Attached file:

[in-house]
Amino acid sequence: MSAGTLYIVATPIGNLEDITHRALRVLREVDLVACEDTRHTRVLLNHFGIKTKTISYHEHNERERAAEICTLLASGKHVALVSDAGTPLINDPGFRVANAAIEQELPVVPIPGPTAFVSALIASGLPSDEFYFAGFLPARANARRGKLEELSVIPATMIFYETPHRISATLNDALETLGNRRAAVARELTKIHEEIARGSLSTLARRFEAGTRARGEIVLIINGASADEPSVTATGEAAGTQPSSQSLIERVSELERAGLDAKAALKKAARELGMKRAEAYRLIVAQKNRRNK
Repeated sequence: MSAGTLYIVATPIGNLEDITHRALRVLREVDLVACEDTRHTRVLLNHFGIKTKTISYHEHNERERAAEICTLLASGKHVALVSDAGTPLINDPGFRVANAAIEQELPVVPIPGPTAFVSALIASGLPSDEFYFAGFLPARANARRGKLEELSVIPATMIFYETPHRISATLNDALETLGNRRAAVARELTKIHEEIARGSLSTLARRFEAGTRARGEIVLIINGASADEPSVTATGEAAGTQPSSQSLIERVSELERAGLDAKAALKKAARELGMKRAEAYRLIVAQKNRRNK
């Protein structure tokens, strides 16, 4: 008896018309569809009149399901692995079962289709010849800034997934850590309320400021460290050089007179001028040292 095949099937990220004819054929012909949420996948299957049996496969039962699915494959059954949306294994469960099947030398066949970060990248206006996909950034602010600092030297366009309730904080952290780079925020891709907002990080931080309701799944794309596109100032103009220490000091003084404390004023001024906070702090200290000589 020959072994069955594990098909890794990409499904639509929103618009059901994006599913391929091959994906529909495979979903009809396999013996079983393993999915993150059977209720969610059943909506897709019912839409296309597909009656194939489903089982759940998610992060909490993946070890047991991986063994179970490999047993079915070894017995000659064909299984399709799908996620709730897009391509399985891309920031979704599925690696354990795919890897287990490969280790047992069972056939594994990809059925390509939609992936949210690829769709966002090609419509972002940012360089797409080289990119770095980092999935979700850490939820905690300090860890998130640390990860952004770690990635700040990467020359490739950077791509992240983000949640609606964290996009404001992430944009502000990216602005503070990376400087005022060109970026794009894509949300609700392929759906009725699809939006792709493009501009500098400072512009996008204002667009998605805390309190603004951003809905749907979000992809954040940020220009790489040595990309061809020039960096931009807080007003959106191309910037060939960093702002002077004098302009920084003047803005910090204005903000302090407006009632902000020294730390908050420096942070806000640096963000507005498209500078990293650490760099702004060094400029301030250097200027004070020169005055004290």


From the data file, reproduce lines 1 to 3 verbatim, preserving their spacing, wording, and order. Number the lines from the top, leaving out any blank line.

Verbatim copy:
[in-house]
Amino acid sequence: MSAGTLYIVATPIGNLEDITHRALRVLREVDLVACEDTRHTRVLLNHFGIKTKTISYHEHNERERAAEICTLLASGKHVALVSDAGTPLINDPGFRVANAAIEQELPVVPIPGPTAFVSALIASGLPSDEFYFAGFLPARANARRGKLEELSVIPATMIFYETPHRISATLNDALETLGNRRAAVARELTKIHEEIARGSLSTLARRFEAGTRARGEIVLIINGASADEPSVTATGEAAGTQPSSQSLIERVSELERAGLDAKAALKKAARELGMKRAEAYRLIVAQKNRRNK
Repeated sequence: MSAGTLYIVATPIGNLEDITHRALRVLREVDLVACEDTRHTRVLLNHFGIKTKTISYHEHNERERAAEICTLLASGKHVALVSDAGTPLINDPGFRVANAAIEQELPVVPIPGPTAFVSALIASGLPSDEFYFAGFLPARANARRGKLEELSVIPATMIFYETPHRISATLNDALETLGNRRAAVARELTKIHEEIARGSLSTLARRFEAGTRARGEIVLIINGASADEPSVTATGEAAGTQPSSQSLIERVSELERAGLDAKAALKKAARELGMKRAEAYRLIVAQKNRRNK